Shrimp DonaldWright“By whom or by what had I been impelled to disrupt the normal course of my existence?” the globe-trotting French anthropologist Clause Lévi-Strauss asked in his 1955 memoir, Tristes Tropiques.  I asked myself the same question every few days over a ten-month period in the mid-1970s when I was trekking around a small chunk of West Africa, cassette recorder in hand, seeking professional story-tellers (generically, griots) and village elders to recite what they knew of family, village, or state history. 

 My intention was to use the information for a study of a small, Gambia-River slave-trading state that existed for half a millennium before the British took over in 1893 and put it out of existence.  This isn’t the place to go into how I got involved in studying African history; the truth doesn’t put me in a grand light, anyway. I did what I intended in Africa, got my degree, and had a full-enough career afterwards.  

            Leaving The Gambia when I’d finished my work, now forty-five years ago, was an experience full of emotion, none more poignant than my last encounter with an African friend. I had always exercised and, with heart disease thinning out both sides of my family, had early bought into ideas about how aerobic exercise could improve one’s cardiovascular health.  I, thus, came to The Gambia in August 1974 “a runner.”  But I had never run in the same heat and humidity that I encountered in rainy-season West Africa.  T-shirts I washed, wrung out by hand, and hung on a line to dry were still damp a week later.  And the insects!  At night, when I sat below an exposed bulb, writing air letters to my parents with my K-Mart typewriter, I rolled up mosquitoes in the platen when I threw the carriage to start a new line. (I still have the letters, which still hold the squashed critters.) Also, I wasn’t comfortable heading out in public wearing shorts and sneakers (never mind the Cleveland Browns t-shirt) in this Muslim society where men wore long gowns and women were not to show arms and legs. But around the first of November, when the rains ended and the humidity broke, foreshadowing months with dry winds off the Sahara, I sucked it up and went running.  It was on one of those early runs that I met a new friend.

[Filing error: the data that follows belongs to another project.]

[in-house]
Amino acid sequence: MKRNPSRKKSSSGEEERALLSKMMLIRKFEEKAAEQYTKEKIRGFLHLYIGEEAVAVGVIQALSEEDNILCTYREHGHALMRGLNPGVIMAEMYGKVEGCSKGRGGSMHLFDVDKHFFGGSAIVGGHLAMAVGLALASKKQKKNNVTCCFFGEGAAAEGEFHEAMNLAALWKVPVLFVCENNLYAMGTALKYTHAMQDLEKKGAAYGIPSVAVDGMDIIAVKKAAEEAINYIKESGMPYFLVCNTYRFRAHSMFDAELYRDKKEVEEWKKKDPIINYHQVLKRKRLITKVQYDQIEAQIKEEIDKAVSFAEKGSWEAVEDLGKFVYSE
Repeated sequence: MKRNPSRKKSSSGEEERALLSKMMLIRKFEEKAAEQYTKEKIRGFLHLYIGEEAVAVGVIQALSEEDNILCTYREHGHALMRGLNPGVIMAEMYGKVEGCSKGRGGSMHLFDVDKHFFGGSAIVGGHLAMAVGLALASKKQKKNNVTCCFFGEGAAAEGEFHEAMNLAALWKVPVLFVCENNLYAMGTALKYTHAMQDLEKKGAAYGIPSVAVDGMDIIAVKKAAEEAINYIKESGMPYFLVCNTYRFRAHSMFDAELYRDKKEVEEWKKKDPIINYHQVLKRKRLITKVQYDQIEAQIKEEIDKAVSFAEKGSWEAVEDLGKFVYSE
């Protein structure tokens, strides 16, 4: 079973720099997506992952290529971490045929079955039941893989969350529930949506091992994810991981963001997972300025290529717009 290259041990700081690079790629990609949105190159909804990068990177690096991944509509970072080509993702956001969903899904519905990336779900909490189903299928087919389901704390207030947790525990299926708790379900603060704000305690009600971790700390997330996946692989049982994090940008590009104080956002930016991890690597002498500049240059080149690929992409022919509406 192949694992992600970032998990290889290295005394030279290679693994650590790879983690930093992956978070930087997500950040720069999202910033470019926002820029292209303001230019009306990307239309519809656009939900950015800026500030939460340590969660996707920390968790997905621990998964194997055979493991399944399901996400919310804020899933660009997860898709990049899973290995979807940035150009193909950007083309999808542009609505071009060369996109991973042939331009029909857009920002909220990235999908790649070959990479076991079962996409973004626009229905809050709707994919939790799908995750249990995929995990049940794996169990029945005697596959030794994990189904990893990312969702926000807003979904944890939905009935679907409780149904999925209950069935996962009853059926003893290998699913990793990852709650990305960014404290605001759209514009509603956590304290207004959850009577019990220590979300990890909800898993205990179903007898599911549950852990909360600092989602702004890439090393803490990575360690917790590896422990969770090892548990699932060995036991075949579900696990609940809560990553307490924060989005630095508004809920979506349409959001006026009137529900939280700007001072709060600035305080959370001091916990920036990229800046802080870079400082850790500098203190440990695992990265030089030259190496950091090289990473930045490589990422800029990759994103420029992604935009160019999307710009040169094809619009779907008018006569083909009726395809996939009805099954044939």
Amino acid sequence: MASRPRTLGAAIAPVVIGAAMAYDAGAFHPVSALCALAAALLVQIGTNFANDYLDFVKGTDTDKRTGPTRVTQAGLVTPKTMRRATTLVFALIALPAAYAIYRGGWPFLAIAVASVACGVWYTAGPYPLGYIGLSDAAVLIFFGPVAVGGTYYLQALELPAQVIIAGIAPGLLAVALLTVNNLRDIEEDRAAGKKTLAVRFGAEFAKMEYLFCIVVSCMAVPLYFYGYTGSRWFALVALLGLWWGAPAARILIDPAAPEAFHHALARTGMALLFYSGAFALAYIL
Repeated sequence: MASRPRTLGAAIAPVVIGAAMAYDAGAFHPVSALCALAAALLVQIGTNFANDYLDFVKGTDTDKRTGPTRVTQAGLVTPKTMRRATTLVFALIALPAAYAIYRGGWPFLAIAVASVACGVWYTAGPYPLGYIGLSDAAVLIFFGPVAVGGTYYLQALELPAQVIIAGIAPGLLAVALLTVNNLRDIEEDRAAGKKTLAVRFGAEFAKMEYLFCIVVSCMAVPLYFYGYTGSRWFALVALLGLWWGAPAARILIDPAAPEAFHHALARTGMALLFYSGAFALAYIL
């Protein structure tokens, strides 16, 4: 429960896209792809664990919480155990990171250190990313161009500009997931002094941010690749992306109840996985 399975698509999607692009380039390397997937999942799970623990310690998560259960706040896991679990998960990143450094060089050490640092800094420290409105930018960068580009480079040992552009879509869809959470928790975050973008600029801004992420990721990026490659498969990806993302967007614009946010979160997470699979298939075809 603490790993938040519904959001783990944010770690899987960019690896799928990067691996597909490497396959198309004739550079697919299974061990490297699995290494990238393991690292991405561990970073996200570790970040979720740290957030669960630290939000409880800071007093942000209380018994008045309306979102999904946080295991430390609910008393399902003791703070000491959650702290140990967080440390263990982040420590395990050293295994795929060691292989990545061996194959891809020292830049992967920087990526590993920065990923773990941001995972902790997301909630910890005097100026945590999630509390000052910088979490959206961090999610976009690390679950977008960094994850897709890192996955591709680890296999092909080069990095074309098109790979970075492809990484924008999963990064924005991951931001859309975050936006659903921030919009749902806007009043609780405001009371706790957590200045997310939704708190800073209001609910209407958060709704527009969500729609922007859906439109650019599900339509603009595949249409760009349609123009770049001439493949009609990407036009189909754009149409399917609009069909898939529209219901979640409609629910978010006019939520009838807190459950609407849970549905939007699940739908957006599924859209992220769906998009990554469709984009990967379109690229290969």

I didn’t need to run through the heart of town, since my flat was at one end of a sandspit where a raised road, constructed to control flooding, headed through the marsh and out of town.  My first couple of runs were uneventful, but on about the third one, as I was returning past a squat building that housed a pump, a Gambian man suddenly appeared in front of me as if he’d popped up out of a ditch.  He was maybe fifty years old, had the ubiquitous stocking cap on his head and was wearing a knee-length, tan gown that reminded me of a maternity dress. In his left hand he carried a bucket. As I approached, not judging him unfriendly, I stuck out my hand to shake; he offered his calloused hand and a toothless smile, making what I took to be pantomime gestures of my running; I grinned, nodded, waved, and ran on.  

            From then on, when I ran the road and approached the building, he would often be in eyesight and come scurrying up to shake my hand.  This probably happened thirty or forty times over five months.  We shared no common language, so never spoke an intelligible word between us.  He always wore what appeared to be the same clothing (as did I, come to think of it). I never knew what he used his bucket for—my guess was he either collected oysters off the roots of the mangroves that lined the road (though he never had any in the bucket) or was involved in keeping the pump in operation.  We just shook, nodded, grinned, waved, and enjoyed a cross-cultural friendship that didn’t require speech.   

            A day before my departure from Gambia, my work done and bags packed, I took a final run and, as usual, on my way back my pal appeared.  After we shook hands, I did my best to convey that I wouldn’t be out that way again.  A British Caledonian 707 had just taken off from the national airport and was flying low overhead on it’s way to London, so I pointed to the plane, then to myself, held out my arms as wings, mugged a sad expression, and waved good-bye.  He nodded, looking equally sad, bowed at the waist, and that was the last time I would ever see him. 

            I have often asked myself how a person can be so fond of another about whom he knows so little. But that’s the way it was with me and that part of the world.  I developed the deepest fondness for the place, but there was always a level of knowledge about it that I knew I wouldn’t be able to crack. 

            I still haven’t, but sometiames I act as if I have.  And I press on.